Best Cyber Security Practices for Your Company
Think about your business. Is your most sensitive data totally secure? If it’s not, it’s time to step it up. Take a look at the headlines to see why you should be so concerned about it. Even if you have a small business (opposed to a large enterprise), you could still be targeted by hackers.
So, the question you have to ask yourself is this: How can I protect my company’s sensitive data? Below, you will find 12 things that you can do to make your company safer now and in the future:
1. Create a Risk-Based Approach to Safety
The best approach is the right approach, and reverse engineering based on risk might be it. Too many companies put a lot of focus on compliance (checking off boxes), and they don’t realize that they are keeping their data unprotected. Instead, it’s best to do a risk assessment. You can identify your assets, look at your current security, and then figure out your threats.
2. Create a Cyber Security Policy
Creating a written cyber security policy is important as it serves as a guide for best practices. Of course, it also ensures that everyone at your company is on the same page. A good company-wide security policy is great, but you also might want to allow each department to create their own based on their individual needs.
You also want to make sure that all of your software is always updated. New malware is coming out all of the time, and updates help to protect your network and your machines.
Of course, you also want to make sure that you are backing up all of your data. Though this is a basic security measure, it’s a very important one. A lot of ransomware is designed to take your data hostage, and as you can imagine, that could be devastating to a company.
5. Only Give Access to Those Who Need It
Many companies, especially small businesses, tend to give all employees access to everything.
This, however, could be a huge mistake. The more people you have fiddling around in your network, the higher the odds are that something is going to go wrong. So, it’s best to give people only the access that they require to do their jobs.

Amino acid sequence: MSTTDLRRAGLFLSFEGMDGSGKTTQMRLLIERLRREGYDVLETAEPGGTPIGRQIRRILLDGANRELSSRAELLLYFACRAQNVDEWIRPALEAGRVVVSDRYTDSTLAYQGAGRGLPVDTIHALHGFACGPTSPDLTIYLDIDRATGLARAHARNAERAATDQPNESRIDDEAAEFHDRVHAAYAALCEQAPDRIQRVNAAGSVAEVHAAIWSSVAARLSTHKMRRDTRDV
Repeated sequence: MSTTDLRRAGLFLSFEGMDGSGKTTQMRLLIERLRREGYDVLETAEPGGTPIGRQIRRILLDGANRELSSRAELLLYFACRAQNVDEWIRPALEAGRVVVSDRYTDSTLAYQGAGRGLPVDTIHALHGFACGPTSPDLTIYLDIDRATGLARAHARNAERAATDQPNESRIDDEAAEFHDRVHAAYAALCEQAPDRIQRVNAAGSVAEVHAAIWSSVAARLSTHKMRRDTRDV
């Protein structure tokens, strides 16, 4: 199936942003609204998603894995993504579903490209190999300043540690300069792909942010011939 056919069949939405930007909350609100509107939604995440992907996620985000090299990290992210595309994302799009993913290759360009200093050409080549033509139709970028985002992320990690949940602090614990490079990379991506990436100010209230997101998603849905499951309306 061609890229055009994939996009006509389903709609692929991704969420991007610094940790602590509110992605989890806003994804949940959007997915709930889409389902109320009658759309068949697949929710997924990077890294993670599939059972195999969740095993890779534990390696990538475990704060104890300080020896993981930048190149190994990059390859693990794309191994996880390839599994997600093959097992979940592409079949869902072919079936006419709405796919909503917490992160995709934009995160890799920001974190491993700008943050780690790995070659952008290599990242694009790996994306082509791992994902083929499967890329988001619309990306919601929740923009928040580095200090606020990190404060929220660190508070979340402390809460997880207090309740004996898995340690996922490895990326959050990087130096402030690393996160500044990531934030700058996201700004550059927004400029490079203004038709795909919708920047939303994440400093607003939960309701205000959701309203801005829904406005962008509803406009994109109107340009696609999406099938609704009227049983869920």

6. Always Require Two-Factor Authentication
One of the best ways to protect your staff’s accounts is to use two-factor authentication. With this, in order to get into an account, not only does your employee have to put in a password and user name, but they also have to us a secondary advice, such as a code that is texted to their mobile phone.
Speaking of passwords, you also want to make sure that you are keeping all of your company passwords secure, and you should teach your staff the same. The most secure passwords are those that contain both upper and lower-case letters, numbers, and symbols and consider a password manager.
8. Change All Default Passwords
Another point to make with passwords has to do with those devices that are part of the Internet of Things, or IoT. These include any device that connects to the internet from your printers and phones to your lights and yes, even sometimes your car. All of these items have default passwords.
Do your research and figure out how to change them to keep your information safe.
9. Watch Staff With the Most Access
We already talked about limiting access when an employee doesn’t need it, but you also want to keep an eye on the staff members with the most access. These are often the most dangerous group when it comes to data breaches. Why? Mostly human error, but there are also those wolves in sheep clothing who want nothing more than to gain access to your network.
10. Know Who Is Accessing Your Data
Many companies allow third-parties to work with them remotely. Nothing is inherently wrong with this…until disaster strikes. Just like those rogue employees can wreak havoc on your network, so can rogue employees of third-parties that have access to your information.
It is also very important to keep an eye out for phishing attempts.
One way to do this is to advise your staff to use spam filters. You also want to tell them to NEVER click on a link in their email, even if they think it’s legitimate, or to call the sender first. Additionally, make sure they do not haphazardly give information about the company out via email or phone.
12. Raise Staff Awareness
Engage in phishing simulation training. Finally, make sure that employees are aware of all of this via computer based learning. Even if you have the best cyber security policies in place, if your employees are not aware of them and following them, you are fighting a losing battle.